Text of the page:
Jim Edmonds and the Hall of Fame

On 9 August 2010, the Cincinnati Reds acquired Jim Edmonds for journeyman outfielder Chris Dickerson.  Recently turned 40, Edmonds has put together one of the quietest cases for the Baseball Hall of Fame in recent memory.

A 7th round daft pick out of high school in 1998, Edmonds debuted briefly for the then California Angels in 1993, increasing his workload to 94 games and 300+ plate appearances in 1994 – that performance earned Edmonds 8th in that year’s Rookie of the Year voting (Bob  Hamelin ran away with the award, garnering 25 1st place votes, Rusty Greer collecting the last 3 – a young Cleveland outfielder named Manny Ramirez (presumably being Manny) finished 2nd in the voting) (http://www.baseball-reference.com/awards/awards_1994.shtml#ALroy).  The real break through came after the strike of 1994 ended – in the 1995 season, Edmonds posted a 290/352/536 slash line, playing 140 games in CF for the Angels.  Edmonds was 3rd in Runs Scored (120), 6th in Total Bases and 9th in HRs (33) in the AL.  For the rest of the decade, Edmonds consistently posted solid 4-5 Wins Above Replacement (WAR) seasons, getting on base approximately 36% of the time and posting solid high 800s  to low 900s  on-base plus slugging (OPS).

Injuries wrecked most of Edmonds 1999 campaign, and as spring training began in 2000, the Angels moved Edmonds to St. Louis in exchange for Adam Kennedy and Kent Bottenfield.  Though in some ways unheralded for anything other than highlight reel catches in the outfield, for six seasons Edmonds was the best centerfielder in baseball, by a considerable margin.  Edmonds posted a combined OBP of .406 (2nd was Bernie Williams at .377), slugged .584 (2nd was Ken Griffey Junior at .539), hit 210 HRs (2nd to Andruw Jones’ 221, ahead of 3rd best Steve Finley’s 144) and scored 599 runs (2nd to Johnny Damon’s 705).  Edmonds posted 43 WAR – Andruw Jones was second at 35, Carlos Beltran 3rd at 26).

The road since the end of the 2006 season has been less travelled to say the least.  At 37, Edmonds posted a 252/325/403 season, good for an OPS+ of 88.  Edmonds started the 2008 season with San Diego and appeared finished when released [check this], but was reborn after signing on with the Cubs, hitting 19 HRs in 85 games, putting up a 256/369/538 slash line, good for 2 WAR in half a season.  After sitting out the 2009 season, Edmonds came back to the game, making the Milwaukee Brewers opening day roster.  With nearly 250 plate appearances for the Brew Crew, Edmonds posted a more than respectable 122 Adjusted OPS, and will now try to help the Reds hold off his former team as both the Cards and Reds race toward the NL Central crown.

All tolled [through August 11th] Jim Edmonds has played over 92% of his nearly 2000 games in Centerfield.  Among players that have played at least 1000 games and 75% at CF, Edmonds ranks 4th on the HR list (behind Willie Mays, Ken Griffey Jr and Andruw Jones).  Edmonds .526 Slugging Percentage is good for 5th (DiMaggio, Mays, Junior, Earl Averill).  His 68 WAR ranks 5th (Mays, Tris Speaker, DiMaggio, Junior).  His eight Gold Gloves tie him with Barry Bonds, Paul Blair, Dewey Evans and Garry Maddox, and his Total Zone runs metrics demonstrate him at least the near defensive equal of universally accepted defensive stud Mike Cameron.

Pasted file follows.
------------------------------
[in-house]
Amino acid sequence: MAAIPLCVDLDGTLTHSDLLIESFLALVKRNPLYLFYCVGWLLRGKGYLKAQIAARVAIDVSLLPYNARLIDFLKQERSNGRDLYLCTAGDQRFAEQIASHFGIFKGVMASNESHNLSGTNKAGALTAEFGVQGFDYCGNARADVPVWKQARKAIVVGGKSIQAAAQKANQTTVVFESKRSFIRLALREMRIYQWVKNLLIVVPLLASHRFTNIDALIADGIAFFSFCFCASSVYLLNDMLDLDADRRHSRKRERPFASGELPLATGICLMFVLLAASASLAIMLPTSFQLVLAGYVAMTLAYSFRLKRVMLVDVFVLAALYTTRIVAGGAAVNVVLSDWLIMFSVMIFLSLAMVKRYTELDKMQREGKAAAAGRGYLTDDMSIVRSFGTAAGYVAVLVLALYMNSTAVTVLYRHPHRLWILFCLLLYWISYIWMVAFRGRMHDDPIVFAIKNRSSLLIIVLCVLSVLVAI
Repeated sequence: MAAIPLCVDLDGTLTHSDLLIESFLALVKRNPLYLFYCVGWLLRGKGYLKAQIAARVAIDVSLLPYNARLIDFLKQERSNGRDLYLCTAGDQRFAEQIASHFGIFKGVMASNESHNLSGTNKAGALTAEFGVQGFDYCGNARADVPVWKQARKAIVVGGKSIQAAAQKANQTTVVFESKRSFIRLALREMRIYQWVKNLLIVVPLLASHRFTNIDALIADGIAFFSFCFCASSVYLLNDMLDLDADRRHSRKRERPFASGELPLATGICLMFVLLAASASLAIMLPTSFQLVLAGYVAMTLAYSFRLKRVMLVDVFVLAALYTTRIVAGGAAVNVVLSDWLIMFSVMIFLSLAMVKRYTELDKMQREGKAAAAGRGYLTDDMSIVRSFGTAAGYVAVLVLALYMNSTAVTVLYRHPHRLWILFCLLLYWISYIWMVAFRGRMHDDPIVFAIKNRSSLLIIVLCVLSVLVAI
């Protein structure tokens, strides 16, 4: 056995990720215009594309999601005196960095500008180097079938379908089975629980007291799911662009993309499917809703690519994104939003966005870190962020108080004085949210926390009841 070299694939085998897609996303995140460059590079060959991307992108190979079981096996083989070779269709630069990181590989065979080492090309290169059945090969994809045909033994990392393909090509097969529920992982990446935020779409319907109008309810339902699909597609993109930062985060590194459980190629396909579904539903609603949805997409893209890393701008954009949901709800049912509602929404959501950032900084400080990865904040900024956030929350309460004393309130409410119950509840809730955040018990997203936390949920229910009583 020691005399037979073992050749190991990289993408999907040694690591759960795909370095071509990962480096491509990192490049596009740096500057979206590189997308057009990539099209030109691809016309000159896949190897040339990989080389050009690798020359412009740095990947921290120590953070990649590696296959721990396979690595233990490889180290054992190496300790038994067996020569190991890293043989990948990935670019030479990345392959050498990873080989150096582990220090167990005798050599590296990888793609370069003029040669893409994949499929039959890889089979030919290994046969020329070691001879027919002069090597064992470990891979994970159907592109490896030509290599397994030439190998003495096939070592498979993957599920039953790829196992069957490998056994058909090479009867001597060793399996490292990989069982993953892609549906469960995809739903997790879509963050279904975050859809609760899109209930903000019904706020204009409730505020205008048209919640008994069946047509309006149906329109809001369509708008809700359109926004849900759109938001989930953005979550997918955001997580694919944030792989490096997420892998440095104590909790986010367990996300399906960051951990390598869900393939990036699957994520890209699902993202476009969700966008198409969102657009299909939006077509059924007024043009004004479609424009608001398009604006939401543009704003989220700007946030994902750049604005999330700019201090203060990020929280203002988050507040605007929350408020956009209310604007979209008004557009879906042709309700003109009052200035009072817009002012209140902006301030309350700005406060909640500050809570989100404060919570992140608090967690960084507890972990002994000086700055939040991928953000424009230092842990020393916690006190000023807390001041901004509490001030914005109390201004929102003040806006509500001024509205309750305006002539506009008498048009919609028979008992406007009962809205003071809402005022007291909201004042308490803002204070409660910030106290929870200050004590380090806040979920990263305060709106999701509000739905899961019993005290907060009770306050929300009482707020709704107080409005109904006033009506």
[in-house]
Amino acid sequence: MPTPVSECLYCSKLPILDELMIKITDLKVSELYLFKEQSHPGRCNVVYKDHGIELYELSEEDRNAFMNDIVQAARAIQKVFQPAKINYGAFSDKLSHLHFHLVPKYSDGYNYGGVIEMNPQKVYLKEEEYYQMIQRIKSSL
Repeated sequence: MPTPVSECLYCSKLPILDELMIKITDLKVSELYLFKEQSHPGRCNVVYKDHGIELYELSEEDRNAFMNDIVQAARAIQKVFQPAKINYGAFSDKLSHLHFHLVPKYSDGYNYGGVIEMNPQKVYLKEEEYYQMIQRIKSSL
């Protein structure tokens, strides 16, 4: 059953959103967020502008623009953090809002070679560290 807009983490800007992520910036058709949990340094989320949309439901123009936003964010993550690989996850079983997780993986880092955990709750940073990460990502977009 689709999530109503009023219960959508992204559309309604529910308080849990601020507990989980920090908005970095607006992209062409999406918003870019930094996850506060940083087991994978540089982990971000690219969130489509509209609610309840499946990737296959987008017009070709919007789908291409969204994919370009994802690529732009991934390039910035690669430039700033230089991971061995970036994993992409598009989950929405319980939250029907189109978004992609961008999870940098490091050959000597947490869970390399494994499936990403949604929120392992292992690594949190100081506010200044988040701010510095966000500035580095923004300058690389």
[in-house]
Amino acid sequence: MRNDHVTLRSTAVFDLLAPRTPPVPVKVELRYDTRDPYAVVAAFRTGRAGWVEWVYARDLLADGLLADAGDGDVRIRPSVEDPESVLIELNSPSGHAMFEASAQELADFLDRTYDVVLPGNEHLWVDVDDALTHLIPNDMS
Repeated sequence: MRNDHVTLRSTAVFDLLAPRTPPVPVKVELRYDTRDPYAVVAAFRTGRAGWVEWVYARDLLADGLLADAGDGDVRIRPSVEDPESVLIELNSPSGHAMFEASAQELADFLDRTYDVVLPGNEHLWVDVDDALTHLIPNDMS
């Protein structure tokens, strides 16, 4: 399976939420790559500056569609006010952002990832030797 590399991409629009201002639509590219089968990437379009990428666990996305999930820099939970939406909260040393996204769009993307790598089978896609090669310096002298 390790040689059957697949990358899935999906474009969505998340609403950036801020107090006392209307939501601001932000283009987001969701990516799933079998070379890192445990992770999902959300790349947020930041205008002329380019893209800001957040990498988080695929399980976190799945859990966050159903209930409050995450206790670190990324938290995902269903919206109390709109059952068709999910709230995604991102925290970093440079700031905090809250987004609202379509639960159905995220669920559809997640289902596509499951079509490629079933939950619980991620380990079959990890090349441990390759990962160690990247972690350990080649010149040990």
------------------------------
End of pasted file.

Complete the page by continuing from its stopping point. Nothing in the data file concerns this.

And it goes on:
In terms of career WAR, how does Edmonds stack up against his contemporaries?  Edmonds 68 WAR is the same as Derek Jeter (though Cap’n Jetes figured to continue accumulating) and Jim Thome, just barely ahead of Manny Ramirez and Ivan Rodriguez (two obvious first ballot hall of famers, putting aside the steroids question for the moment).

Unfortunately (for Mr. Edmonds), if you consider the typical cumulative categories, his resume lacks.  Edmonds never finished in the top 5 for a season in Batting Average (best finish – 9th in 2002), Home Runs (best finish — 5th in 2004) or RBIs (best finish – 6th in 2004).  Aside from his 4th in 2000 and 5th in 2004, Edmonds never sniffed an MVP award or a truly dominating season that might have opened some eyes about what has been a borderline Hall of Fame career.  Sadly, I think Edmonds remains on the outside of that border, looking in toward the Hall.


About Bill Porter

Bill is an aspiring sportswriter (attorney by day) born in Washington DC, raised in New York, and currently living in San Francisco with his wife Kirsten and two spazzy labs, Fletch and Bear. Follow me on Twitter at @wfporter1972
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One Response to Jim Edmonds and the Hall of Fame

  1. Pingback: Jim Edmonds versus Gary Sheffield | Sports By the Numbers

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